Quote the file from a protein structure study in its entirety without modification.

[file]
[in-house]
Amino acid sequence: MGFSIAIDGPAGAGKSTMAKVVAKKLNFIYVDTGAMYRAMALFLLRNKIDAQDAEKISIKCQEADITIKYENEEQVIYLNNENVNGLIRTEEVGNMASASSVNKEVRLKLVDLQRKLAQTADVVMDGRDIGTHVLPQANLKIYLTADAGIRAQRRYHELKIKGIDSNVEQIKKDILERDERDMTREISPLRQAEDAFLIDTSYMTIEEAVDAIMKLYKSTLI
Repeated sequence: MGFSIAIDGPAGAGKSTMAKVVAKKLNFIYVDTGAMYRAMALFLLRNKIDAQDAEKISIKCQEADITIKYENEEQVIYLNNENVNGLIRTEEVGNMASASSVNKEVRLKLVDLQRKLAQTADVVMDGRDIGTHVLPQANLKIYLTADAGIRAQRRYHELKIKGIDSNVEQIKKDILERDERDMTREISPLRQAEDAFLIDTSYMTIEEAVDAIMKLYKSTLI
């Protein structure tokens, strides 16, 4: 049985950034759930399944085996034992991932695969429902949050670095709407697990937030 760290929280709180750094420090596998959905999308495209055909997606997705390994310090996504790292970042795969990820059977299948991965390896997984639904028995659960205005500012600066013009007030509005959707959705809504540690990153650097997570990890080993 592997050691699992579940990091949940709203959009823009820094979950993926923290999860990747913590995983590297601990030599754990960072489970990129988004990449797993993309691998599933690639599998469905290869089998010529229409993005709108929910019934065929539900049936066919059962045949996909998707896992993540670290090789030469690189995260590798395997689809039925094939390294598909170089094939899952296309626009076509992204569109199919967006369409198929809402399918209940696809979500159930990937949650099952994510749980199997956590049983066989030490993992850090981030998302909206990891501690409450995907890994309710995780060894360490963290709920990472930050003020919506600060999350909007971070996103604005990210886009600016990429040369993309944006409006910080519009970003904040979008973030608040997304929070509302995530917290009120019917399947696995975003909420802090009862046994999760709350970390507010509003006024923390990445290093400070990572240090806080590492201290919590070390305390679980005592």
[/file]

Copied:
[in-house]
Amino acid sequence: MGFSIAIDGPAGAGKSTMAKVVAKKLNFIYVDTGAMYRAMALFLLRNKIDAQDAEKISIKCQEADITIKYENEEQVIYLNNENVNGLIRTEEVGNMASASSVNKEVRLKLVDLQRKLAQTADVVMDGRDIGTHVLPQANLKIYLTADAGIRAQRRYHELKIKGIDSNVEQIKKDILERDERDMTREISPLRQAEDAFLIDTSYMTIEEAVDAIMKLYKSTLI
Repeated sequence: MGFSIAIDGPAGAGKSTMAKVVAKKLNFIYVDTGAMYRAMALFLLRNKIDAQDAEKISIKCQEADITIKYENEEQVIYLNNENVNGLIRTEEVGNMASASSVNKEVRLKLVDLQRKLAQTADVVMDGRDIGTHVLPQANLKIYLTADAGIRAQRRYHELKIKGIDSNVEQIKKDILERDERDMTREISPLRQAEDAFLIDTSYMTIEEAVDAIMKLYKSTLI
């Protein structure tokens, strides 16, 4: 049985950034759930399944085996034992991932695969429902949050670095709407697990937030 760290929280709180750094420090596998959905999308495209055909997606997705390994310090996504790292970042795969990820059977299948991965390896997984639904028995659960205005500012600066013009007030509005959707959705809504540690990153650097997570990890080993 592997050691699992579940990091949940709203959009823009820094979950993926923290999860990747913590995983590297601990030599754990960072489970990129988004990449797993993309691998599933690639599998469905290869089998010529229409993005709108929910019934065929539900049936066919059962045949996909998707896992993540670290090789030469690189995260590798395997689809039925094939390294598909170089094939899952296309626009076509992204569109199919967006369409198929809402399918209940696809979500159930990937949650099952994510749980199997956590049983066989030490993992850090981030998302909206990891501690409450995907890994309710995780060894360490963290709920990472930050003020919506600060999350909007971070996103604005990210886009600016990429040369993309944006409006910080519009970003904040979008973030608040997304929070509302995530917290009120019917399947696995975003909420802090009862046994999760709350970390507010509003006024923390990445290093400070990572240090806080590492201290919590070390305390679980005592």